Semantics of calls and returns
In TopBraid Composer, you can put these two skills together to create a RESTful web service that can be called from any computer with HTTP access to the server running your web service. In a production environment where many people and systems might call your web service, TopBraid Live would be the best way to host it, but for developing and testing you can use the HTTP server built into TopBraid Composer Maestro Edition. Today we're going to see how to create a web service that searches the database about the Kennedy family included with TopBraid Composer and returns RDF/XML that lists everyone with a particular first name.
Creating your script
Start by creating a SPARQLMotion File, but on the Create SPARQLMotion File dialog box, remember to check the "Script will declare (Web) Services or Functions (.sms extension)" checkbox. If you name your file ws1, you'll see that TopBraid Composer then saves it with the full name ws1.sms.n3.
Once you've created this file, turning it into a web service script involves two steps:
- Defining the function that the web service URI will call.
- Defining the script that will be triggered by the function call.
Defining the function to call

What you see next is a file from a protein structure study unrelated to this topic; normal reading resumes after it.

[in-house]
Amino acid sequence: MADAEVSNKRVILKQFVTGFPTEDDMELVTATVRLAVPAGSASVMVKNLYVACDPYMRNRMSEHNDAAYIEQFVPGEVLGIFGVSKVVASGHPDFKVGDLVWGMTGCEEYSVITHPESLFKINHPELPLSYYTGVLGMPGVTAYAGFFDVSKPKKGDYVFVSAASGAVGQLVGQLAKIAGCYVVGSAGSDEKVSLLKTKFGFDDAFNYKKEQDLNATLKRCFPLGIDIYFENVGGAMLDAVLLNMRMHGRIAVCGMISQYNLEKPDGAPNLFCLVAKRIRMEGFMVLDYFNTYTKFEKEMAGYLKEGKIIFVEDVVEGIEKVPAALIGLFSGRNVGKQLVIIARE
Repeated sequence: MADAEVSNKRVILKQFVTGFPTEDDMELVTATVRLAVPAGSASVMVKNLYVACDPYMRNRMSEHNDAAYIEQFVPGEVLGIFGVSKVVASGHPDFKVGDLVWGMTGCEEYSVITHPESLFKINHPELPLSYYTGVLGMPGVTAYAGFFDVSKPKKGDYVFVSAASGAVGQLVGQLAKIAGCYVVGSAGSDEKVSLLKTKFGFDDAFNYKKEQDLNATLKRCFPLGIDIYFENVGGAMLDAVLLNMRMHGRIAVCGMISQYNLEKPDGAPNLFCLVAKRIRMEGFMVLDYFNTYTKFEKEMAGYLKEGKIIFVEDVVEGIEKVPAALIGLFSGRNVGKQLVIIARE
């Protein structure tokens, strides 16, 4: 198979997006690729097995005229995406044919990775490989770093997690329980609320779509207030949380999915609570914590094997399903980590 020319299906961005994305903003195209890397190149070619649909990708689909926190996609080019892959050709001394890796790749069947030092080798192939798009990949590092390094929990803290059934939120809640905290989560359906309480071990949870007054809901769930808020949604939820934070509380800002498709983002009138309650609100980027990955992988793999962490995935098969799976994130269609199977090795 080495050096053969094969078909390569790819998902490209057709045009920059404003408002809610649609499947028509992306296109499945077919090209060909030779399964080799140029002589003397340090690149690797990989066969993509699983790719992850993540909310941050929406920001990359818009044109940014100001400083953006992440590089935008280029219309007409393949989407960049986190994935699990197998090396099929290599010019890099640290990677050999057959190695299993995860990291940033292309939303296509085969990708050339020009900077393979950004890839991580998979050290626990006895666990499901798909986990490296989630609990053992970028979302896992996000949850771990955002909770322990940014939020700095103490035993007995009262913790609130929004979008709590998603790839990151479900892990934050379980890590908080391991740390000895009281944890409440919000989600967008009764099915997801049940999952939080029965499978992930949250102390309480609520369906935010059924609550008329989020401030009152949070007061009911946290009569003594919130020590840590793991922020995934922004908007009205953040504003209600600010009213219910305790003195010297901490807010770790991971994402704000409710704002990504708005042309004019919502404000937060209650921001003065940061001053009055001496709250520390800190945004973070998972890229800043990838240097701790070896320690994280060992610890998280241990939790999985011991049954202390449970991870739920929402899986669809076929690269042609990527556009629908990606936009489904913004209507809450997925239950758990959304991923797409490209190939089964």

Create a new subclass of spin:Functions and name it searchKennedys. Add an sp:arg1 argument as a spin:constraint value using "Create from SPIN template" (as described in How to: write new SPARQL functions with SPIN) with a predicate value of sp:arg1. For the argument's comment field, enter "String to search for." Also, set its valueType to xsd:string so that the function receiving the passed argument value knows to treat it as a string and not as a URI. With that, you'll be finished configuring your spl:Argument and can click the OK button.
A given SPARQLMotion script can have several possible endpoints return different variations on how the data is processed, so identifying a set of script modules to run means identifying a specific endpoint in a script. On the class form for your new searchKennedys function, set the sm:returnModule property by clicking the white triangle to display its context menu and then selecting "Create and add..." You will create this return module before adding it because you haven't created your script yet, so there's no endpoint module to point to.
On the Create and add dialog box, pick sml:ReturnRDF as the first module to add, as shown below. (It's a subclass of ExportToRemoteModules because your web service will return its results to a remote caller; you'd pick something from ExportToLocalModules if it were going to save the results in a local file.) Name your new module ReturnSearchResults.
Click the OK button.
Creating the SPARQLMotion script
Next, select "Edit SPARQLMotion script" from the Scripts menu. You'll see that two modules have already been added to your new script: your ReturnSearchResults module and an Argument module to represent the arg1 argument being passed to your script.
Note the gray "arg1" with a little arrow on a circle in the lower-right of the Argument module, which shows the name of the variable that's being set and passed along from it. Your script will use this variable to specify what to search for in the Kennedy family data.